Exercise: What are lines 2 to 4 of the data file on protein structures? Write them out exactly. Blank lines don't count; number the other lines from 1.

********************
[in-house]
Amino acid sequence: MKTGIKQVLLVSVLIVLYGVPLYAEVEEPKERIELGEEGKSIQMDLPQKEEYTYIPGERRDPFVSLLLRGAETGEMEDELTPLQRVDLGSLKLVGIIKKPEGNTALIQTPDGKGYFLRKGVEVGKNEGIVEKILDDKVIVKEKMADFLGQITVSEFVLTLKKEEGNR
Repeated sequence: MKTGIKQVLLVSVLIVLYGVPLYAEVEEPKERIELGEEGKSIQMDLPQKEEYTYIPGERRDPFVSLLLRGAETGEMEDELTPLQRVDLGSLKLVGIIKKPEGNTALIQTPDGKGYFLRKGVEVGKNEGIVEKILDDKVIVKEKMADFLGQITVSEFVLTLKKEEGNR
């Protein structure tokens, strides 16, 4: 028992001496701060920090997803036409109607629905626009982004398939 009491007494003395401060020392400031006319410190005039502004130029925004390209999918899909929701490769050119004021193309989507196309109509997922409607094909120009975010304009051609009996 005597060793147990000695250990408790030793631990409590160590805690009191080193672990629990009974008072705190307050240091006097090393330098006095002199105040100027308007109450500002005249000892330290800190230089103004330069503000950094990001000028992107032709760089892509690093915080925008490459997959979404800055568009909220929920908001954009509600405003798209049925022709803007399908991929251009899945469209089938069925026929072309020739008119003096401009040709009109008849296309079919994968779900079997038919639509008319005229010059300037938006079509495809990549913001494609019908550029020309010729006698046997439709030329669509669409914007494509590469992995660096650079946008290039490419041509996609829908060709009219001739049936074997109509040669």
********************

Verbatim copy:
Amino acid sequence: MKTGIKQVLLVSVLIVLYGVPLYAEVEEPKERIELGEEGKSIQMDLPQKEEYTYIPGERRDPFVSLLLRGAETGEMEDELTPLQRVDLGSLKLVGIIKKPEGNTALIQTPDGKGYFLRKGVEVGKNEGIVEKILDDKVIVKEKMADFLGQITVSEFVLTLKKEEGNR
Repeated sequence: MKTGIKQVLLVSVLIVLYGVPLYAEVEEPKERIELGEEGKSIQMDLPQKEEYTYIPGERRDPFVSLLLRGAETGEMEDELTPLQRVDLGSLKLVGIIKKPEGNTALIQTPDGKGYFLRKGVEVGKNEGIVEKILDDKVIVKEKMADFLGQITVSEFVLTLKKEEGNR
């Protein structure tokens, strides 16, 4: 028992001496701060920090997803036409109607629905626009982004398939 009491007494003395401060020392400031006319410190005039502004130029925004390209999918899909929701490769050119004021193309989507196309109509997922409607094909120009975010304009051609009996 005597060793147990000695250990408790030793631990409590160590805690009191080193672990629990009974008072705190307050240091006097090393330098006095002199105040100027308007109450500002005249000892330290800190230089103004330069503000950094990001000028992107032709760089892509690093915080925008490459997959979404800055568009909220929920908001954009509600405003798209049925022709803007399908991929251009899945469209089938069925026929072309020739008119003096401009040709009109008849296309079919994968779900079997038919639509008319005229010059300037938006079509495809990549913001494609019908550029020309010729006698046997439709030329669509669409914007494509590469992995660096650079946008290039490419041509996609829908060709009219001739049936074997109509040669």